While law firms are pushing for more in-person work this fall, return-to-office policies can create — and in some cases, are already causing — turbulence in legal workplaces.
About 44% of lawyers with 10 years or less of practice said they’d leave their current job for greater remote work opportunities, according to a report published by the American Bar Association on Wednesday.
The ABA report is one of two new reports this week highlighting the resistance law firms could face, from both lawyers and staff, in mandating in-office work, echoing the backlash some corporations are already facing in calling workers back to the office.
The ABA data, culled from the responses of nearly 2,000 bar association members, found that the younger the lawyer, the more likely they were to say they’d leave their job for another that offered more remote work opportunities. Those younger lawyers also tend to be more diverse, the analysts noted.
Law firm leaders are asking lawyers to work in the office “at their peril because there’s clearly a preference to be able to have some flexible-type work arrangements,” said Bobbi Liebenberg, a senior partner at the Fine, Kaplan and Black law firm and principal at The Red Bee Group consulting firm who co-authored the ABA report. ”What you can really take from this survey, for certain segments of lawyers, remote work is really important.”
Additionally, an “overwhelming” majority of lawyers across sectors and age groups believe remote work has had no adverse impact on their quality of work, the report stated. About 90% of respondents said they believed remote work did not affect the quality of work, and even improved it.
Meanwhile, a separate survey found nearly half of law firm support staff in North America and more than a third in the U.K. whose firms mandate a certain number of days in the office do not comply with those policies.
That report, from legal tech company BigHand, found that almost half of North American respondents (49%) and more than a third of U.K. respondents (35%) were “actively ignoring” in-office mandates, describing the situation as a “stand-off” between firms and employees in their hybrid work expectations.
“This report confirms the problem is far from limited to lawyers and that hybrid working for support staff also needs to be urgently addressed,” stated the report, which analyzed 836 responses across senior operations, HR, support staff management and practice group leader roles from firms of 50 or more lawyers in North America and the U.K.
The issue has gained new traction in the legal world as demand has dipped this year, arguably giving firms more leverage to try and enforce office returns and as corporate clients themselves have renewed calls for employees to come back to the office. Google, General Motors and Comcast are just a few of the big corporations that have tried to mandate some form of in-office attendance and have been met with employee resistance over the last few months.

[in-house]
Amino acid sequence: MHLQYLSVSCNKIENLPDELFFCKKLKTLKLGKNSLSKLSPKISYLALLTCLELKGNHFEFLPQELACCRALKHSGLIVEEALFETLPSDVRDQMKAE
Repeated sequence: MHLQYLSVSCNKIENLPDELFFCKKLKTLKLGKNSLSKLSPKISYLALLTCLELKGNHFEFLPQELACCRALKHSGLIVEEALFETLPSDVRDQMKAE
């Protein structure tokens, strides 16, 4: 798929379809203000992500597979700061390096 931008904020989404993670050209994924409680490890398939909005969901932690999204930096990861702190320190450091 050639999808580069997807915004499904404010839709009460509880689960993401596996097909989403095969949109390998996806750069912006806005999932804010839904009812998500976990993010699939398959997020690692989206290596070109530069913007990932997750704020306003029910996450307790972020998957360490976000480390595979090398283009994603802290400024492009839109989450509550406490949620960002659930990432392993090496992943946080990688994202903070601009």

To be sure, most lawyers also told the ABA surveyors they would be willing to go to the office if specifically asked by their superiors. About 75% of respondents said they would be willing to “work in the office any time” if asked by their employer, with 81% of men responding in the affirmative and 68% of women agreeing with the premise.
Additionally, more experienced lawyers surveyed by the bar association showed less willingness to leave jobs on account of remote work: only 13% of lawyers with 41 or more years of experience said they’d be willing to leave their current job for one with more remote work opportunities. For lawyers with 11 to 20 years of experience, the percentage was 35%; for lawyers with 21 to 30 years of experience, the percentage was 30%; and for 31 to 40 years of experience, it was 19%.
Stephanie Scharf, a partner at Scharf Banks Marmor as well as a principal at The Red Bee Group, said in an interview the data on remote preferences is “very strongly generational.”
“We now have a lot of lawyers who are under the age of 40, and if you’re under the age of 40, you pretty much grew up online,” she said. “For a lot of your life, you’re used to communities, teams, relationships that are not there sitting in front of you in an office. That translates to how people are comfortable working.”
An overwhelming majority — 87% of respondents, ranging from private law firm lawyers to corporate counsel and those in government — said their employers still allow them to work remotely.
But 53% of lawyers also said they think it’s “unlikely” they will continue working remotely into 2023. The survey didn’t specify whether that’s because they feel their employers will try to bring them back or because they’ll decide to go back into offices themselves, the analysts said this week.
A separate finding showed that law firm managing partners and chief legal officers were more likely than other lawyers to say it was “very” or “extremely” important for employers to provide designated in-office days for in-person meetings and training. About 31% of firm leaders indicated that was important versus only 23% of other lawyers — the largest gap between the two groups amongst the factors surveyed.
Other factors the researchers asked about included wellness and mental health resources (22% of law firm leaders viewed it as important to provide versus 27% of other lawyers) and increased compensation (40% versus 46%), among others.